The objective of fall feeding should be to help the bees store enough syrup to survive the winter. Once daytime temperatures are in the 50’s or below, bees greatly reduce the amount of syrup they drink. Due to this, fall feeding should take place weeks before temperatures historically drop to those lows in your area. The goal in the southern half of the US is to make sure each of your hives has at least 30 lbs of honey in their second brood box, and 3-4 frames of honey in their lower brood box by the time daytime temperatures are routinely in the 50’s.
In the northern US, the same rules apply, but you should be closer to 50-60 lbs of stores. Once you have achieved that, either by feeding or the bees bringing in nectar themselves, you can stop feeding! Continue to check every few weeks to ensure the hive has sufficient food.
I’m often asked about area feeding. Open feeding has a few pros and cons. In general, I feel the cons outweigh the pros.
It more accurately stimulates a natural nectar flow, as the bees exit the hive and forage for the syrup. This can help promote more brood production, but only minimally.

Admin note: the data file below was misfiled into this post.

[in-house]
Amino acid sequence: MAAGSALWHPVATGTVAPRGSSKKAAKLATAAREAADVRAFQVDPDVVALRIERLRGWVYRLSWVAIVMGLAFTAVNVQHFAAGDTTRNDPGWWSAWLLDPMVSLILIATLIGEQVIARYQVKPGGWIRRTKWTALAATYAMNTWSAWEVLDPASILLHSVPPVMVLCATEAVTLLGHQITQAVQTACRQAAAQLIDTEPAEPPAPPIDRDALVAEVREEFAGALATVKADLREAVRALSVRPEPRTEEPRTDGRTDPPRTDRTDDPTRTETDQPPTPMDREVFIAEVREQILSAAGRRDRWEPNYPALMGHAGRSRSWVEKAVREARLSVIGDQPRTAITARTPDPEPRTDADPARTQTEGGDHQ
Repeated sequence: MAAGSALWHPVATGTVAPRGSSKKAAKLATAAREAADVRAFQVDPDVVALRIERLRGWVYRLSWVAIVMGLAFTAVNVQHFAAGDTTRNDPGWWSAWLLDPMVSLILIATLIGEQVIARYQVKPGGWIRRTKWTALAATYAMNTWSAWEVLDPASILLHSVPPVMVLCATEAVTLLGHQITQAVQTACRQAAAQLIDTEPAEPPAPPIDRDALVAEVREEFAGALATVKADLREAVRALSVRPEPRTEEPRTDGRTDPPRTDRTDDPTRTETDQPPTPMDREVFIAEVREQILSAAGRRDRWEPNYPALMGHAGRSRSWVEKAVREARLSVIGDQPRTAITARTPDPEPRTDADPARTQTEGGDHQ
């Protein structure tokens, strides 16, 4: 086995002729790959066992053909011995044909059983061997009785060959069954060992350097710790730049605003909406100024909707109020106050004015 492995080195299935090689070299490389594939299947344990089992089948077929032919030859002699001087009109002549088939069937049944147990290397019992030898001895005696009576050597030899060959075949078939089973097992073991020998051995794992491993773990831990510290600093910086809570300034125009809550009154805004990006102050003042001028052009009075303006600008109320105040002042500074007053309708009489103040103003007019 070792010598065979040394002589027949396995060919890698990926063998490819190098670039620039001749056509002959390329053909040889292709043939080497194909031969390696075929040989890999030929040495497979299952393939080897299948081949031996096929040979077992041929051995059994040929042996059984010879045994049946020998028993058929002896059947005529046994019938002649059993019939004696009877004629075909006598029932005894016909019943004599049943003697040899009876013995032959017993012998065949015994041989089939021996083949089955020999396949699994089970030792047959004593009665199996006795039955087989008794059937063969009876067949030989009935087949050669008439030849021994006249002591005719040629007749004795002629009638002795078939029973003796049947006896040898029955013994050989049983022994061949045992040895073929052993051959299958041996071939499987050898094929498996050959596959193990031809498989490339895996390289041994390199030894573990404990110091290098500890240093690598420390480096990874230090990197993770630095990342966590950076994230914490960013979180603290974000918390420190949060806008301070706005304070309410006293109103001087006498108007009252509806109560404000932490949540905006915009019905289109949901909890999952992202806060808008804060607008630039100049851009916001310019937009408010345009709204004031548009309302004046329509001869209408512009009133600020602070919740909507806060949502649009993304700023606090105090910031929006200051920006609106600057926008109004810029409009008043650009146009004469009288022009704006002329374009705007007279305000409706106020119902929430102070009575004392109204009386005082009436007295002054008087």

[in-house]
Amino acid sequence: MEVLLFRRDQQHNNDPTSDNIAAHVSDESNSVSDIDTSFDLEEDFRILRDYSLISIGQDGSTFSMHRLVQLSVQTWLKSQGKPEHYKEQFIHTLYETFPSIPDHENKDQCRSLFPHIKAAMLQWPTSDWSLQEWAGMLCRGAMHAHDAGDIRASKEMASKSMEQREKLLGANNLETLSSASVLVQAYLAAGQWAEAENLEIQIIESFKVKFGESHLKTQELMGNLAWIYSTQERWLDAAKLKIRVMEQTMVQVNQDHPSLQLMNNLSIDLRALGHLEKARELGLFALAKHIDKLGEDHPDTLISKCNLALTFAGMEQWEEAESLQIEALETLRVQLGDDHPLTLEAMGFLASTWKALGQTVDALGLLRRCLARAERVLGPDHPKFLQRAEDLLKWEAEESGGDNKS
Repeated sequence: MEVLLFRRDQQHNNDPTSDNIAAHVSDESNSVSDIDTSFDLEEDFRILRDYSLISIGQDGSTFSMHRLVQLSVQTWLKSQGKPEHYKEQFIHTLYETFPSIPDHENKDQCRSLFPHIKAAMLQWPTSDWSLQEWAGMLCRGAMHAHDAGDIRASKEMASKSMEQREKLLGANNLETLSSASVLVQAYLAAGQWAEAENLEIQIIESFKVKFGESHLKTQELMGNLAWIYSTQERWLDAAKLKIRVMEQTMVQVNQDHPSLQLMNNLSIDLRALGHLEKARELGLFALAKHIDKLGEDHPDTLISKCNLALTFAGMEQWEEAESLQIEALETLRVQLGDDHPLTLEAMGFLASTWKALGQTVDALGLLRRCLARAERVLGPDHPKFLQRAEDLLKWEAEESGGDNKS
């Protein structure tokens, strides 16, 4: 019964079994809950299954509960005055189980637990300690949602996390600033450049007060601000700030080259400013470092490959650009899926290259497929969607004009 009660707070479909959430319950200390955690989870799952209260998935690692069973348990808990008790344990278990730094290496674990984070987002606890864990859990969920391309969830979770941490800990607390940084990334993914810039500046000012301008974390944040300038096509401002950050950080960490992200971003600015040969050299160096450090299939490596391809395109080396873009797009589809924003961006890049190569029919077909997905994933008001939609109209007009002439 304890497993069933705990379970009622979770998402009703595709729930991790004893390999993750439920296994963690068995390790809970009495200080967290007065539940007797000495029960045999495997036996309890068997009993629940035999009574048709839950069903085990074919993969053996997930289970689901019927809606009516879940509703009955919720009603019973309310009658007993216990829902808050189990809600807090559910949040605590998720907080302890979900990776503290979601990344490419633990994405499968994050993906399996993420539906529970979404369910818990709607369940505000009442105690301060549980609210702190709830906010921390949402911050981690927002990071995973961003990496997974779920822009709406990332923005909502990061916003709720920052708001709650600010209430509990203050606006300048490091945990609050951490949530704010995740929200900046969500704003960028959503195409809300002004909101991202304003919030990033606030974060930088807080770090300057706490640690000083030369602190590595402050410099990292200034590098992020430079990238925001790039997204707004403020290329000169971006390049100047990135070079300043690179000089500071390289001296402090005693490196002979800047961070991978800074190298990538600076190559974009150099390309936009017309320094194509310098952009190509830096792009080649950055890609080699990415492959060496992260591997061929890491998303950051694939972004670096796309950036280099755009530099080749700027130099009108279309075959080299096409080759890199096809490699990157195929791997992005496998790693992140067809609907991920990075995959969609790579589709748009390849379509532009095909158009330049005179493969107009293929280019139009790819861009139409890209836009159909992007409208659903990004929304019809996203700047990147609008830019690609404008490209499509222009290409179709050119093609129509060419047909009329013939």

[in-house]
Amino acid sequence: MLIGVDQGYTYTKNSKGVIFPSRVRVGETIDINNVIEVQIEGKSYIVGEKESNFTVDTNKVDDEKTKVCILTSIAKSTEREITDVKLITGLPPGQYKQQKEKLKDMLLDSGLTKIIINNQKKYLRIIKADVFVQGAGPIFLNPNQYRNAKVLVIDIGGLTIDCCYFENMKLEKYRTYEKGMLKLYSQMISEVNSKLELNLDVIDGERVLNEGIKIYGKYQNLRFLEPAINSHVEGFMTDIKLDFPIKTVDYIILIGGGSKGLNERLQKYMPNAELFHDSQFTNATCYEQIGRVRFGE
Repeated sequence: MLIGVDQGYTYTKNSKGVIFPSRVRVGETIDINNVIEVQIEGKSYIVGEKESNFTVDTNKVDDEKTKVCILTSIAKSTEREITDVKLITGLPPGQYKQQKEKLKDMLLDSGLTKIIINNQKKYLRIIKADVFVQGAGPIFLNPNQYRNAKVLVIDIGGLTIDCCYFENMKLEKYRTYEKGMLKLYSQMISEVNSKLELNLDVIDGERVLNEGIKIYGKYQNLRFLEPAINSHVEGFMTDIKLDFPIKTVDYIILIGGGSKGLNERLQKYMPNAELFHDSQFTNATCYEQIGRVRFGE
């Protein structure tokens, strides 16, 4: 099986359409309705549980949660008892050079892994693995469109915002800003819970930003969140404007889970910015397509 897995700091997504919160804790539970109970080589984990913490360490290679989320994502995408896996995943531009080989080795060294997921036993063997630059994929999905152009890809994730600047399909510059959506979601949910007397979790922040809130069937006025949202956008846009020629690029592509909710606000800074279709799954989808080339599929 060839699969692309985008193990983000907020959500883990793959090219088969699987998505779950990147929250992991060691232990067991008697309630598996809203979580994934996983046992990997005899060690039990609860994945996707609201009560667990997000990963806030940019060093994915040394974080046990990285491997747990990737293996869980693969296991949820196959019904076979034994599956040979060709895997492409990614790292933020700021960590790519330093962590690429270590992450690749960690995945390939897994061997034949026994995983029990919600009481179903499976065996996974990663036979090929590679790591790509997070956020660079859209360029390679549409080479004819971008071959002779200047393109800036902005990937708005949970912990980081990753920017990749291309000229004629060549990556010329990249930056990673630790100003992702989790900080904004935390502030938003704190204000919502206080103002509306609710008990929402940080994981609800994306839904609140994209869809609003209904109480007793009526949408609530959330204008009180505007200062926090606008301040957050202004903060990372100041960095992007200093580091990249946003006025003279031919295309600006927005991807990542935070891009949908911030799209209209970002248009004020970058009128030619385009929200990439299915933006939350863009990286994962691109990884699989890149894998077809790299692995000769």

You don’t have to open your hives to feed them.
Strong hives tend to gather the most, and weaker hives tend to gather very little. Thus, weaker hives still have to be fed internally.
Bees can share viruses and mites as they congregate tightly together at feeders.
You are feeding all the bees in the neighborhood, not just yours.
If the weather is rainy or cool, bees won’t forage for syrup.
Lots of other animals love syrup as well!
If you do choose to open feed, make sure the feeder prevents the bees from drowning. Typically, a 1:1 syrup works best as bees more readily forage on 1:1, and are less likely to drown. An inverted bucket of syrup with very small holes drilled in the edge of the bucket, allowing the rim to fill with syrup works well. Alternatively, a chicken waterer works perfectly, too!